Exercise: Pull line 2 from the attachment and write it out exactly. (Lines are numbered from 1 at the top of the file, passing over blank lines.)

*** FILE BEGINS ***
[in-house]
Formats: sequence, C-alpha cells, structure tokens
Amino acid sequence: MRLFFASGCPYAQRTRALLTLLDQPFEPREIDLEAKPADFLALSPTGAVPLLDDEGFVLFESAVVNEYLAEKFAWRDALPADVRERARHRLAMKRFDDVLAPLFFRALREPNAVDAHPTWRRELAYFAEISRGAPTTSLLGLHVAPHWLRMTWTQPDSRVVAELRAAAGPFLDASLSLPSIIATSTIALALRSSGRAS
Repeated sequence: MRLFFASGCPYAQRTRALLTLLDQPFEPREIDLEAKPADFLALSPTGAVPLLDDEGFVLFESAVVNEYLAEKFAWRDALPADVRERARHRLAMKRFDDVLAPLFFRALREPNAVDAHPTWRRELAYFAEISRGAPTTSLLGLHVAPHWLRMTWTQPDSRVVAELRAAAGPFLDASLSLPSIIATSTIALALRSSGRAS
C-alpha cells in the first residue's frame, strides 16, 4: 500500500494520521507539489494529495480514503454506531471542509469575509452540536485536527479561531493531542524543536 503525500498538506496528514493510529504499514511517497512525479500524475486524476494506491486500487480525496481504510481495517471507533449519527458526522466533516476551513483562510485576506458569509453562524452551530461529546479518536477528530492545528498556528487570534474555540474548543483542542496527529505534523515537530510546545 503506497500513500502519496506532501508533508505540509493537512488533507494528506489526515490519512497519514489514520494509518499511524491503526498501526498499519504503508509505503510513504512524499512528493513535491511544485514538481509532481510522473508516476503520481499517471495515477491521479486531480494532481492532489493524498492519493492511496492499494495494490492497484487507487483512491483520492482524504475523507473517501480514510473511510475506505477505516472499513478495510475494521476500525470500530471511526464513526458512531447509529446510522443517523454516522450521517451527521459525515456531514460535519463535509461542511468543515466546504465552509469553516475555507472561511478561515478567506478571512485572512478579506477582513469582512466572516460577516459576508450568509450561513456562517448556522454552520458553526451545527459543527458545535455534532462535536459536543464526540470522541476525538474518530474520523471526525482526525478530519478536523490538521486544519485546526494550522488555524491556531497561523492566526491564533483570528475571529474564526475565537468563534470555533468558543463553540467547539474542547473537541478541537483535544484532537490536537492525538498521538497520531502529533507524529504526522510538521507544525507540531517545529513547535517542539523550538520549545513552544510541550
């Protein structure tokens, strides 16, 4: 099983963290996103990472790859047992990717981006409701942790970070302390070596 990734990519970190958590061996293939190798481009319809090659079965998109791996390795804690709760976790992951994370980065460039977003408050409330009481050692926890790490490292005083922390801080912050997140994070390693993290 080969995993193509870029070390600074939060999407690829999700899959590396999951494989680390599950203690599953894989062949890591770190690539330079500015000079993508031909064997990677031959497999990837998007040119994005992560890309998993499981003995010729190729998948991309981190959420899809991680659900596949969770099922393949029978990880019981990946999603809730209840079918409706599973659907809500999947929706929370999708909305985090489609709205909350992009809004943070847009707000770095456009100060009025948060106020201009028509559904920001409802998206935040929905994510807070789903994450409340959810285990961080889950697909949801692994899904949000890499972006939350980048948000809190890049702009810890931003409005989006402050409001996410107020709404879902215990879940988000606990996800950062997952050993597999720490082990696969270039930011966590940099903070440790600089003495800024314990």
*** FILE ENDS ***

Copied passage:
Formats: sequence, C-alpha cells, structure tokens